As the price of detached and semi-detached homes continues to increase, many homebuyers are choosing to enter the housing market by purchasing brand-new preconstruction condominiums. Buying a preconstruction condominium has many benefits. However, the builder’s contract is very one-sided and in favor of the builder. This column will examine some of the important provisions that should be considered before buying a preconstruction condominium.
- Builder adjustments-virtually every builder contract will contain adjustments to the sale price. These are extra costs that the buyer will have to pay on closing. By having a lawyer review the offer during the 10 day cooling-off rescission period, many of these costs can be eliminated or can potentially save the buyer thousands of dollars. If the builder is unwilling to negotiate a reduction of some of these costs, the buyer still has the option of canceling the contract and getting its deposit back. In any event, if the buyer decides to proceed, it won’t be surprised on the closing date with the additional adjustments.
- Floor plan of condominium unit-most Agreements of Purchase and Sale will contain a sketch or artist rendering of the property. Buyers must understand that what you see is not always what you get. There are provisions in the Agreement of Purchase and Sale which usually say that the floorplan, image, and finishes are subject to change or substitution without any reduction in the purchase price or other compensation. Verbal promises at the sales office are irrelevant and non-binding. If you want something, you should make it clear and get it in writing.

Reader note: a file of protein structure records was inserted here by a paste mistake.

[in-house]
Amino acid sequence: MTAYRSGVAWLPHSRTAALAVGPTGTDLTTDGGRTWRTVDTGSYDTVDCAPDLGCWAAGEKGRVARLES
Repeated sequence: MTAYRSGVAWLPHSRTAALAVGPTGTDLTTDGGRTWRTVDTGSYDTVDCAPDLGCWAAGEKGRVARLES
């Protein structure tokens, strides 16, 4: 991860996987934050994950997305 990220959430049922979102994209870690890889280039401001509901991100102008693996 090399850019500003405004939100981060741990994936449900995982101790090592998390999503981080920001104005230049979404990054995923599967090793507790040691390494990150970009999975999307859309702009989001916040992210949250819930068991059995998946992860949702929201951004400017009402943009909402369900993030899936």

- Closing date-the closing date in the Agreement of Purchase and Sale is tentative and the builder has very liberal rights to extend the closing date if necessary. Compensation for delayed closings is payable in limited circumstances. Conversely, when the builder sets the closing date, interim or final, the buyer does not have the right to delay it. A buyer who is not ready to close on the closing date set by the builder may face extension costs, or worse, forfeiture of its deposit. In many cases, the buyer will be forced to close even if the unit or the common elements remain unfinished or if there is incomplete work. Buyers have to realize that they will not receive a completely finished unit and that unfinished work will be completed following closing based on the schedule of the builder.
- Parking/Locker spots-parking and locker spots are expensive and their location is assigned by the builder at its sole discretion. Without a provision in the agreement of purchase and sale, you have no choice as to the location of your parking spot or locker and have no recourse if you are unsatisfied.
- Right to Lease the Property- If you are buying the property as an investment, most builder Agreements do not allow you to rent the property until after the final closing date. Accordingly, you would have to pay interim occupancy fees to the builder from the date of the occupancy closing to the final closing without earning any rental income. The time period between interim and final closing varies and can be anywhere between 3 to 12 months. If you want to lease the unit after the interim occupancy closing, you should obtain a written Amendment to the contract.
- HST rebate-if you or an immediate family member will not be occupying the property as your principal residence, the builder will charge you the GST/HST rebate which you will have to pay on the final closing. This can be a $25,000 adjustment which you may not anticipate. Following closing, you can apply to recoup this from the government, however, certain conditions must be met.
Buying a preconstruction condominium can be exciting. However, there are many pitfalls in a builder’s Agreement of Purchase and Sale. Having an experienced lawyer review the contract during the 10 day cooling off/rescission period is critical so that the buyer can make an informed decision about the purchase going forward and to potentially reduce the costs to the buyer.